Don’t be shy about organizing your kids activities around your health endeavors either. They can hang out in the kitchen while you put together a salad that will last you three lunches. They can tolerate the stroller for thirty minutes (or more) a day while you enjoy a walk or jog. The dishes can wait while you take a nap.
The fact is, for a while, you might have to do certain aspects of Primal half-@$$%&, and that’ fine. Grok’s mother had a lot more help and a lot fewer expectations than many mothers today. This is the perfect time of life to practice not letting the perfect be the enemy of the good. There are worse things than going a few months or even years eating a “good enough” diet or being in “good enough” shape. This stage, as intense as it is, doesn’t last forever.
And don’t underestimate the power of offering your children an example of a sane, balanced, healthy adult who takes care of him/herself.
Everybody has their own impression it seems of “middle age” these days. I think this reveals our culture’s resistance to or at least ambivalence about this stage. On the one hand, we’re shown impressive models of 40- and 50-somethings who look fitter and more stunning than anyone we know who’s 30. On the other, we see the statistics about risk factors for this and that and recommendations for tests after 40, and suddenly it feels like a more vulnerable age than the media images suggest. Which is it, or is it both?
If we’ve kept ourselves fit and well nourished, we may not feel vulnerable at all. In fact, having gotten past those early parenting years and finally returned to the gym, some of us might feel in better shape than we have in a long time. We feel on a psychological and maybe professional level that we’ve earned our stripes. We’re more balanced as people, more saavy, more successful, more compassionate, more comfortable with who we are.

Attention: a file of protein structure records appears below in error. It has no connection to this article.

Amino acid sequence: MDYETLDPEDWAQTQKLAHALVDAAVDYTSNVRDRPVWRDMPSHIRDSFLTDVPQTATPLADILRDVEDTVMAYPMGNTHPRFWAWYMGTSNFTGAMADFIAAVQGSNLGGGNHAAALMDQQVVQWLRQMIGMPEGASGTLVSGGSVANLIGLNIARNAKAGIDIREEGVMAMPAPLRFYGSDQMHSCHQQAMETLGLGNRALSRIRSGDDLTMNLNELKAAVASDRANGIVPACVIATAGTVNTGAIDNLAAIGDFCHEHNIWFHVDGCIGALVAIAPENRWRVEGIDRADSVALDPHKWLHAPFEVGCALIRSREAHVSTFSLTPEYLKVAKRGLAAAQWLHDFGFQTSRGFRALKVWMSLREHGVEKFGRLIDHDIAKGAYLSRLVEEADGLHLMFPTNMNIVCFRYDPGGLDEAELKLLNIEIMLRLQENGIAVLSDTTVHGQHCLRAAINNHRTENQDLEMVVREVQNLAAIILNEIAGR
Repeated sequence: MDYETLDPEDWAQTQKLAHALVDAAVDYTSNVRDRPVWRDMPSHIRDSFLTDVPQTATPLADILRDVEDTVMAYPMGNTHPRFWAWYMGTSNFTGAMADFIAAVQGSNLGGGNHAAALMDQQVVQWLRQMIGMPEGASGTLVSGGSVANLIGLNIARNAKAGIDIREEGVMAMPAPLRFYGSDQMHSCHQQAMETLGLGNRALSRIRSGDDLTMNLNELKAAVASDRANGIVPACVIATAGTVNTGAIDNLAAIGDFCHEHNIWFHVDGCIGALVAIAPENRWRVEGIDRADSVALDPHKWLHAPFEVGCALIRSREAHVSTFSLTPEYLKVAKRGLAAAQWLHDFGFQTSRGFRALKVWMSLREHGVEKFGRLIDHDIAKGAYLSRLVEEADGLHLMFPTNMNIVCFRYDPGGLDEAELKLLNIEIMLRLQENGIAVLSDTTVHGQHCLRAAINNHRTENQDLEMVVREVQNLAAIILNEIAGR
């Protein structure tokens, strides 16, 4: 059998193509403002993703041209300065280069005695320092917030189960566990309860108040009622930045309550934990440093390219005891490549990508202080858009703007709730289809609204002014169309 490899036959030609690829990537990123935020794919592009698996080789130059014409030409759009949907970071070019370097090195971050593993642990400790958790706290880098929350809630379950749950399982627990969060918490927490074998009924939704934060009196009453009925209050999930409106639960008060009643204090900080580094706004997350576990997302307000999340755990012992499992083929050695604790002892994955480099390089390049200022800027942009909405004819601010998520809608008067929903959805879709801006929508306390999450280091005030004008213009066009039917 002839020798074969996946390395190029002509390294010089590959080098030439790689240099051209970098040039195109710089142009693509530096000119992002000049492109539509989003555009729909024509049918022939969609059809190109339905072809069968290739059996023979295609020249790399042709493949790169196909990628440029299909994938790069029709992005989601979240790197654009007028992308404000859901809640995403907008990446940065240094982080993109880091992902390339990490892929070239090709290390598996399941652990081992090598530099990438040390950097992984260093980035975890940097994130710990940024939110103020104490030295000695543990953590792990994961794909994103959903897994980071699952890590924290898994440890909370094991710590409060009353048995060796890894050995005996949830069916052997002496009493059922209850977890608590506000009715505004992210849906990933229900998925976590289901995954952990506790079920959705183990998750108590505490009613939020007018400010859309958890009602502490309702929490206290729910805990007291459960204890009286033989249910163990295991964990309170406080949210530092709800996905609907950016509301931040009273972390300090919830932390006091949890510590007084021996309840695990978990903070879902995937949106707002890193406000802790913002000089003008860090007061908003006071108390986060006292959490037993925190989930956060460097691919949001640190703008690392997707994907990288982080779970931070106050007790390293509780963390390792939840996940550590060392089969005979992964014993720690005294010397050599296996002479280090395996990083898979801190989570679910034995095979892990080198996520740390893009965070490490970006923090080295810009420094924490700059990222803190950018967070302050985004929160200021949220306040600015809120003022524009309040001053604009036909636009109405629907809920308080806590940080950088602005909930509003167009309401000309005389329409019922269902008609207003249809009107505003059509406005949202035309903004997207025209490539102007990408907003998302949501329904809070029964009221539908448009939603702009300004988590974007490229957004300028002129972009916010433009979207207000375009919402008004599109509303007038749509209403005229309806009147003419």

And yet even in the midst of this contentment, we know change is afoot. Over the course of these two decades or so, we notice subtle changes in clothing fit or body contours. Even if we’re doing the same workouts with a mind toward appropriate progressions, we can see and otherwise sense minor modifications evolving. We can be strong and trim, robust and healthy, but we acknowledge on some level that this is the end of the Teflon years. We can be hale and hearty, but we’re no longer invincible.
The fact is, raw “age” numbers don’t matter as much as the physical changes that happen during this time. For women, peri-menopause and eventual menopause set in. In both sexes, certain hormone levels shift (although not as much—particularly for men—as we often assume), metabolisms begin to downgrade, and it simply takes progressively more effort to maintain the same shape and strength as you had in more youthful days.
This doesn’t mean by any stretch, like conventional thinking suggests, that everyone is doomed to grow spare tires, lose insulin sensitivity and relinquish active—let alone athletic—endeavors. It just means we need to invest more wisely to get the same results we’re used to getting. Maybe a moderate carb diet for us used to mean 90-100 grams of carbs a day. Now we may have to dial that back to maintain the same body composition. Likewise, we might need to step up or choose an alternative exercise program (in addition to some additional, well-timed protein) to maintain our muscle mass.
While age brings perspective and even patience, we might not have the same physical resilience to stress we once did. Adding more self-care and some kind of relaxation routine can help us fill that gap.
A full night of uninterrupted sleep might not come as easily, but we can be more diligent about the impact of blue screens and the influence of food cues as well as other Zeitgebers.